Walking across the moat-covered canal bridges and into Petite France you are transported into another time - of simple structures, narrow cobblestoned streets lined with tiny waterfront bistros and dark taverns, and the most gorgeous windows (I have a thing for windows!). In the heart of the Alsace, I half expected Asterix or Obelix to turn a corner, or to see milkmaids and horse-drawn carts loaded down with vegetables or hay...you know, from yesteryear.

Back in the day, this small island was a rougher place, home to tanners, artisans and tradespeople. Most of the windowsills and outer walls of the half-timbered houses would be draped in hides and skins waiting to dry, offering up a distinct stench throughout this eccentric neighbourhood.


Strasbourg has a tumultuous history, flipping sides between Germany and France approximately seven times since 362, and the influences of both countries have made the region extremely unique. The city is now, and has been for decades, a wonderful example of peaceful coexistence, amalgamating influences, people, cultures, and languages of two very strong, tradition-rich countries. And Strasbourg leads by example, specifically to 510 million Europeans, by being home to the European Parliament.


Heidelberg (Mannheim)

 


Heidelberg, a city cherished by poets and king's, including Elvis, lies in the Rhine Rift Valley, on the Neckar River which flows into the Rhine just 22 kms away at the city of Mannheim. Mannheim was where our ship docked for the morning, and we piled into a bus and drove the short distance to this castle-topped, university-focused, fought-over and much-beloved gem of a city.


To get to the Heidelberg Castle, which unless you are a student or researcher of some kind is most likely your target when visiting, you can either walk/hike the many stairs or take the funicular Berg Bahn ('mountain' train). This time I took the train along with the rest of the group and in a jiffy we were at the edge of the huge castle grounds, walking through the Elizabeth arch entrance, named for Elizabeth Stuart. She arrived in 1613 to great fanfare, and lived in the castle for a short but transformative time, as the wife of Prince Frederick V. The future grandparents to King George I of Britain, Elizabeth and Frederick expanded the castle gardens into an Italian Renaissance masterpiece, adding a menagerie, a grotto, exotic plants and intricate mazes. Of course, none of that exists anymore, except for the legend of it...and the drawings.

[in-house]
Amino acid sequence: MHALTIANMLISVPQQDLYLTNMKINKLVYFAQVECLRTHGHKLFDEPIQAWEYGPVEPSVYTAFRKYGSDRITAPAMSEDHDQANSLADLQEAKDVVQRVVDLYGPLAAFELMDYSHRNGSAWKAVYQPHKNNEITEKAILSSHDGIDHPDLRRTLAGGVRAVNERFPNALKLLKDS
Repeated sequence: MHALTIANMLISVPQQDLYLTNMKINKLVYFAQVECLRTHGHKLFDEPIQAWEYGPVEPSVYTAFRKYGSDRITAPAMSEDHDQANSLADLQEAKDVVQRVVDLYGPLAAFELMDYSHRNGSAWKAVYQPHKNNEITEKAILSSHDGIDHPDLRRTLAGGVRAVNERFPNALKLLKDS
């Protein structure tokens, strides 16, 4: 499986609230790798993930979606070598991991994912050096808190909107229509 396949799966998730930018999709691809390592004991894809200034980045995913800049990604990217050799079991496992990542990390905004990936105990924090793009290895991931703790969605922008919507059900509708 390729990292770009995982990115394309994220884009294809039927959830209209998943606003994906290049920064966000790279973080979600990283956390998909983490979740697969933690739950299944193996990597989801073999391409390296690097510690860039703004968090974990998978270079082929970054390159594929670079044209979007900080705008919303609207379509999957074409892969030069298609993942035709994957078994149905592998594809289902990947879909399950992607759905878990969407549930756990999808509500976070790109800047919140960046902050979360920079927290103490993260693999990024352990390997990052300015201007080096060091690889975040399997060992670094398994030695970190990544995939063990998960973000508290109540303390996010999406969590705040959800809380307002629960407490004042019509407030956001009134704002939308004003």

The castle has now long been mostly in ruins, destroyed several times in various wars and calamities over the centuries; the last attempt at rebuilding the castle ending by lightning strike in 1764. But, a part of the castle, the King's Hall, was built in the early 1930's and is used for special events.


One 'special' element of the castle, which draws lots of tourists, is the Heidelberg Tun, commissioned by Prince Theoder in 1751, and is apparently the world's largest wine barrel. It holds 220 000 litres of wine, has a dance floor on the top of it, and had pipes running from it up the walls and through the floor, to pump the wine into the Prince's rooms above. Ah Germans...so handy.


One story about the castle really moved me - the story about this stone sculpture hanging above one of the large doors in the castle square.

In 1408, the architect of the castle, who mostly worked on-site with his young twin sons, was almost finished the castle, which was commissioned by Kaiser Ruprecht. In a tragic accident both boys were killed when one took a misstep off of the scaffolding and the other tried to catch him.